• In several neurodegenerative diseases, the pathology is not cell-autonomous, i.e. pathogenesis involves other cells in addition to neurons. Therefore, we study neuroinflammation in stoke, ALS and SMA and how to prevent it to delay the onset and the development of disease.
  • Stem cells are a growing field of research related to normal development, disease and cancer since the last decade. We study the integration of neural stem cells and neural progenitors grafted into cerebral cortex or spinal cord. Moreover, we use neural and/or mesenchymal stem cells to treat neurodegenerative diseases, to provide trophic and immunomodulatory substances to host neurons.
  • Dictyostelium discoideum emerged as a unicelllular organism before the appearance of metazoans and acquired multicellularity at later stages but the mechanisms that regulate the transition from proliferation to differentiation are conserved. We are currently investigating the role of the neurospecific Rb and btg genes in D.discoideum as a paradigm to study the role of these genes in proliferation and differentiation.

Methodological approaches

  • morphometric and stereological analysis, Voronoi polygons
  • neuronal tract tracing in vivo and computer reconstructions of neuronal connections in vivo or in utero
  • heterotopic/heterochronic transplantation
  • dissociated and organotypic cultures, explants and neurosphere assay microsurgery, to induce experimental models of stroke, glaucoma and spinal cord injury confocal microscopy
  • pharmacological and gene expression manipulations in vitro and in vivo models of
  • neurodegeneration (AD, ALS, SMA, stroke, glaucoma)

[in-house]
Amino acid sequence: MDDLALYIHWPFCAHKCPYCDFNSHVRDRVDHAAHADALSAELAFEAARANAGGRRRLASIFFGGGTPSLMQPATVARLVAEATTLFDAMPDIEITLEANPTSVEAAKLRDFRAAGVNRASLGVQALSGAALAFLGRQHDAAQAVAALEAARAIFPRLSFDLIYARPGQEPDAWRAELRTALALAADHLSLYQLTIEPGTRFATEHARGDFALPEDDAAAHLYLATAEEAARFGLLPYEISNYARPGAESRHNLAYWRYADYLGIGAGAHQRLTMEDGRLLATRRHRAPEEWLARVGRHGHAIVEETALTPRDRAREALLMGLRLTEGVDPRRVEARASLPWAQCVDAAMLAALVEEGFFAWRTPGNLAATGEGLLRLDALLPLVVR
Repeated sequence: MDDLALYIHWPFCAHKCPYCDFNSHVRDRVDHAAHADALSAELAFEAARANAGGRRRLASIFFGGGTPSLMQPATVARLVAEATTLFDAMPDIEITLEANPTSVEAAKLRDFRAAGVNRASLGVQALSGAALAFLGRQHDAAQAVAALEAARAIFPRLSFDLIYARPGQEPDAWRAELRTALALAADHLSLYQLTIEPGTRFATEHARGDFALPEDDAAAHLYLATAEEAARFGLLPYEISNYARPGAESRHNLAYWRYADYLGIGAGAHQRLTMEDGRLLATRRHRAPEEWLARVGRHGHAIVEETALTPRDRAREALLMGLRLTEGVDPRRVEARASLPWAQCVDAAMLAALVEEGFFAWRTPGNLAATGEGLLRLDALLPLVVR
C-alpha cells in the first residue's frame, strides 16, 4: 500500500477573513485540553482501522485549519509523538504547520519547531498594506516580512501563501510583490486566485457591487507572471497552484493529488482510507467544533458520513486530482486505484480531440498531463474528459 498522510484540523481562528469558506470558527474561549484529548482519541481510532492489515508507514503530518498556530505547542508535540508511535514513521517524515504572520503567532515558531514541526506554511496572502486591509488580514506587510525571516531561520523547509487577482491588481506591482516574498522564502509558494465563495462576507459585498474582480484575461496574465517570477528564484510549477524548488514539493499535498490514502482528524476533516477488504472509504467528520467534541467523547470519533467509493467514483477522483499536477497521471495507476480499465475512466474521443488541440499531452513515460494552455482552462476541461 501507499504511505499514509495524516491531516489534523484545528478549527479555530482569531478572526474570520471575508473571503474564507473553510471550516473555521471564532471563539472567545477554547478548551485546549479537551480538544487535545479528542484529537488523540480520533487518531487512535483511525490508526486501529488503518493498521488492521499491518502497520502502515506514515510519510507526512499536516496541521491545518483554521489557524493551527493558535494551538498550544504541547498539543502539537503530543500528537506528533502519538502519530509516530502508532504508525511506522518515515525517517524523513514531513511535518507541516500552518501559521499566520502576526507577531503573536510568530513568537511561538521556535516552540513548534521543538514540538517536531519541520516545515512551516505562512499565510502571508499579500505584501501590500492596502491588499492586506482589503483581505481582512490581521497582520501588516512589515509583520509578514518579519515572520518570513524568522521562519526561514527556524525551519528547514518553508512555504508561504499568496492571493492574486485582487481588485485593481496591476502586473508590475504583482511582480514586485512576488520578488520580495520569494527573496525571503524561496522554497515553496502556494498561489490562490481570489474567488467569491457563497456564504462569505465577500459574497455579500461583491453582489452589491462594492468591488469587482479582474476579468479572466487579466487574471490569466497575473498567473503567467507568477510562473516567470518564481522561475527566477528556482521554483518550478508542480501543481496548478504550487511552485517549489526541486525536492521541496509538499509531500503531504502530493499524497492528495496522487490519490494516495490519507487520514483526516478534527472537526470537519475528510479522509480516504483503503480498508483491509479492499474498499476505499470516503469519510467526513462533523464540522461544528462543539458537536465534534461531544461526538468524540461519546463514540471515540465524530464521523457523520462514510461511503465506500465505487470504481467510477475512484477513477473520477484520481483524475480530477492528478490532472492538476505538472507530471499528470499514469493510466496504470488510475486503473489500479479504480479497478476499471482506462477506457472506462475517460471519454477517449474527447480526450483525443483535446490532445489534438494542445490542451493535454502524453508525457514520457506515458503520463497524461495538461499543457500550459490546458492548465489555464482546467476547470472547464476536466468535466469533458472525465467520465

• Protocols of cell therapy
  • gene and protein expression analysis
my_aha logo

My Active and Healthy Ageing is a 4-year Horizon 2020 - European Union funded Project wich has been awarded a total budget of 4 million euro and started on January 2016.
My-AHA consortium, coordinated by Prof. Alessandro Vercelli – NIT University of Torino, joins 16 countries in Europe, Asia and Australia to fight the effects of frailty and support prevention.

S&P BRAIN
Services and Products for preclinical proof of concepts

Our spinoff provides scientific expertise, animal models, equipment and facilities to pharmaceutical, biotechnology, and medical device Companies and to Research Centers for proof–of-concept or pilot in vivo studies.

News

Functional integration of complex miRNA networks in central and peripheral lesion and axonal regeneration

Progress in Neurobiology , November 2017
Ghibaudi M, Boido M, Vercelli A
Free download until December

6 november 2017

Successful in vivo MRI tracking of MSCs labeled with Gadoteridol in a Spinal Cord Injury experimental model

Experimental Neurology , August 2016
Filippi M, Boido M, Pasquino C, Garello F, Boffa C, Terreno E

25 august 2016